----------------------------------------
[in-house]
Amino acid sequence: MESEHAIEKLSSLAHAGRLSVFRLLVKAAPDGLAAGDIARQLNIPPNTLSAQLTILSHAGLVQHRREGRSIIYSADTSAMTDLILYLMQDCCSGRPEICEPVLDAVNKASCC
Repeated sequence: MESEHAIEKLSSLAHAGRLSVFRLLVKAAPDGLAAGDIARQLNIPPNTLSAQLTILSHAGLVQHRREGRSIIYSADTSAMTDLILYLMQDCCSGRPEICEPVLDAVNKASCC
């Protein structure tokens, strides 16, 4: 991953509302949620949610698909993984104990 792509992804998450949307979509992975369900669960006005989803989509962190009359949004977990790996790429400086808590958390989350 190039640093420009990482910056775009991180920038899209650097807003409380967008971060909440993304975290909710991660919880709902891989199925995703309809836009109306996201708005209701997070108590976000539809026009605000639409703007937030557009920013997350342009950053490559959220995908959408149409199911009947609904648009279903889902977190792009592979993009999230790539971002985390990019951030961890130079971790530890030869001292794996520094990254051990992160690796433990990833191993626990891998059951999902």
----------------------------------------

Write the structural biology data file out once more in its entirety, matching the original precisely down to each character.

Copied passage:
[in-house]
Amino acid sequence: MESEHAIEKLSSLAHAGRLSVFRLLVKAAPDGLAAGDIARQLNIPPNTLSAQLTILSHAGLVQHRREGRSIIYSADTSAMTDLILYLMQDCCSGRPEICEPVLDAVNKASCC
Repeated sequence: MESEHAIEKLSSLAHAGRLSVFRLLVKAAPDGLAAGDIARQLNIPPNTLSAQLTILSHAGLVQHRREGRSIIYSADTSAMTDLILYLMQDCCSGRPEICEPVLDAVNKASCC
């Protein structure tokens, strides 16, 4: 991953509302949620949610698909993984104990 792509992804998450949307979509992975369900669960006005989803989509962190009359949004977990790996790429400086808590958390989350 190039640093420009990482910056775009991180920038899209650097807003409380967008971060909440993304975290909710991660919880709902891989199925995703309809836009109306996201708005209701997070108590976000539809026009605000639409703007937030557009920013997350342009950053490559959220995908959408149409199911009947609904648009279903889902977190792009592979993009999230790539971002985390990019951030961890130079971790530890030869001292794996520094990254051990992160690796433990990833191993626990891998059951999902």